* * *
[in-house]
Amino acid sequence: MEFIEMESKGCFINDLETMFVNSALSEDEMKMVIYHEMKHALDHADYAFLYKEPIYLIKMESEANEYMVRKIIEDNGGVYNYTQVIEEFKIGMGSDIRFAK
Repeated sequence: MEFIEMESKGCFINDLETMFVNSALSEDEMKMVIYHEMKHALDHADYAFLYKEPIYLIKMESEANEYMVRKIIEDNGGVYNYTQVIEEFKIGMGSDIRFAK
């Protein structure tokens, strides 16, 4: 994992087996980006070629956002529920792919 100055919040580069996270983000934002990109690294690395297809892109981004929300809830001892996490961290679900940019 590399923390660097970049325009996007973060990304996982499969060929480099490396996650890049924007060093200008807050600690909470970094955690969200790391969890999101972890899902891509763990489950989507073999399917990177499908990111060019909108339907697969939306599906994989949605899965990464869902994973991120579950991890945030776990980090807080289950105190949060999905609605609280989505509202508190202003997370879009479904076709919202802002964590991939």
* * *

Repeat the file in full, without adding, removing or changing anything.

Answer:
[in-house]
Amino acid sequence: MEFIEMESKGCFINDLETMFVNSALSEDEMKMVIYHEMKHALDHADYAFLYKEPIYLIKMESEANEYMVRKIIEDNGGVYNYTQVIEEFKIGMGSDIRFAK
Repeated sequence: MEFIEMESKGCFINDLETMFVNSALSEDEMKMVIYHEMKHALDHADYAFLYKEPIYLIKMESEANEYMVRKIIEDNGGVYNYTQVIEEFKIGMGSDIRFAK
């Protein structure tokens, strides 16, 4: 994992087996980006070629956002529920792919 100055919040580069996270983000934002990109690294690395297809892109981004929300809830001892996490961290679900940019 590399923390660097970049325009996007973060990304996982499969060929480099490396996650890049924007060093200008807050600690909470970094955690969200790391969890999101972890899902891509763990489950989507073999399917990177499908990111060019909108339907697969939306599906994989949605899965990464869902994973991120579950991890945030776990980090807080289950105190949060999905609605609280989505509202508190202003997370879009479904076709919202802002964590991939």